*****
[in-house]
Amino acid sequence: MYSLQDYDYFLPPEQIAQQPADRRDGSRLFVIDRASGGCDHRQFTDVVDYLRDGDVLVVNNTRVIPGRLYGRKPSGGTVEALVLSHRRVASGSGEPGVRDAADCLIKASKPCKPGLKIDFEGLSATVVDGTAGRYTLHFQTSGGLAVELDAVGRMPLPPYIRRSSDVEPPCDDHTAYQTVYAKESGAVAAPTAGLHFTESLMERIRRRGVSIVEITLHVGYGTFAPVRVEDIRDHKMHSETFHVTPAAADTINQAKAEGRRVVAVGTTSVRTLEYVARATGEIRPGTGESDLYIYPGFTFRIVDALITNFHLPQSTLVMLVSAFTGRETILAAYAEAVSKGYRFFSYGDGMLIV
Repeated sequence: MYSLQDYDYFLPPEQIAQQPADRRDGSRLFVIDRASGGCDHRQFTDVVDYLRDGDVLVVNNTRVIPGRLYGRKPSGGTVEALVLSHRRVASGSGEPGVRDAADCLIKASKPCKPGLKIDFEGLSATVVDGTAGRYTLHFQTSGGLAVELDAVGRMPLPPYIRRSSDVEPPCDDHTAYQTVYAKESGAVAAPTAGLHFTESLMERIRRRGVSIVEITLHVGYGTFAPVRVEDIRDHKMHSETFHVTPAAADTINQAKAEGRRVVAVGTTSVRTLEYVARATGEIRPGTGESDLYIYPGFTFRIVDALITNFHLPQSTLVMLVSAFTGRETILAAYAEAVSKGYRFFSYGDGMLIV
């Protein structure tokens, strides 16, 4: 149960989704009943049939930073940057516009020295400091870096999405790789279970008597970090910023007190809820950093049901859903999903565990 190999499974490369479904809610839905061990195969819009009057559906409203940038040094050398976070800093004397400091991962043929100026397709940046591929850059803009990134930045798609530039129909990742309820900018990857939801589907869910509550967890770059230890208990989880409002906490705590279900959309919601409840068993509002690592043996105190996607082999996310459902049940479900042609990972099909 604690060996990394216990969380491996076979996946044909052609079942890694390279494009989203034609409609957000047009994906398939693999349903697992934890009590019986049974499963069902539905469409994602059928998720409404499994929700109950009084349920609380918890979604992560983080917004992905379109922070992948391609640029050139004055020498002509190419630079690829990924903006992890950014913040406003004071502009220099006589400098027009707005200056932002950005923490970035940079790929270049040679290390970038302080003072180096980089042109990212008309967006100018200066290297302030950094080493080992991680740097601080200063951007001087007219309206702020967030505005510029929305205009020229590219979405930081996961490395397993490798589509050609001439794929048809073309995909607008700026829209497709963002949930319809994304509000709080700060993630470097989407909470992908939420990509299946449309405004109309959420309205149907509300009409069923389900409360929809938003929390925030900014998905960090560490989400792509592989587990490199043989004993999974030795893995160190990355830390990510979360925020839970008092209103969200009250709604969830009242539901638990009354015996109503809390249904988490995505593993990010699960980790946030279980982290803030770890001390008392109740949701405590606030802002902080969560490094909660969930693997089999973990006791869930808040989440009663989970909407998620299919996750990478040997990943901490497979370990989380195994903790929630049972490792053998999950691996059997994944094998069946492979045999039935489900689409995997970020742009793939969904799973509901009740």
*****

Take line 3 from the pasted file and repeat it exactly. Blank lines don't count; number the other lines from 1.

Repeated sequence: MYSLQDYDYFLPPEQIAQQPADRRDGSRLFVIDRASGGCDHRQFTDVVDYLRDGDVLVVNNTRVIPGRLYGRKPSGGTVEALVLSHRRVASGSGEPGVRDAADCLIKASKPCKPGLKIDFEGLSATVVDGTAGRYTLHFQTSGGLAVELDAVGRMPLPPYIRRSSDVEPPCDDHTAYQTVYAKESGAVAAPTAGLHFTESLMERIRRRGVSIVEITLHVGYGTFAPVRVEDIRDHKMHSETFHVTPAAADTINQAKAEGRRVVAVGTTSVRTLEYVARATGEIRPGTGESDLYIYPGFTFRIVDALITNFHLPQSTLVMLVSAFTGRETILAAYAEAVSKGYRFFSYGDGMLIV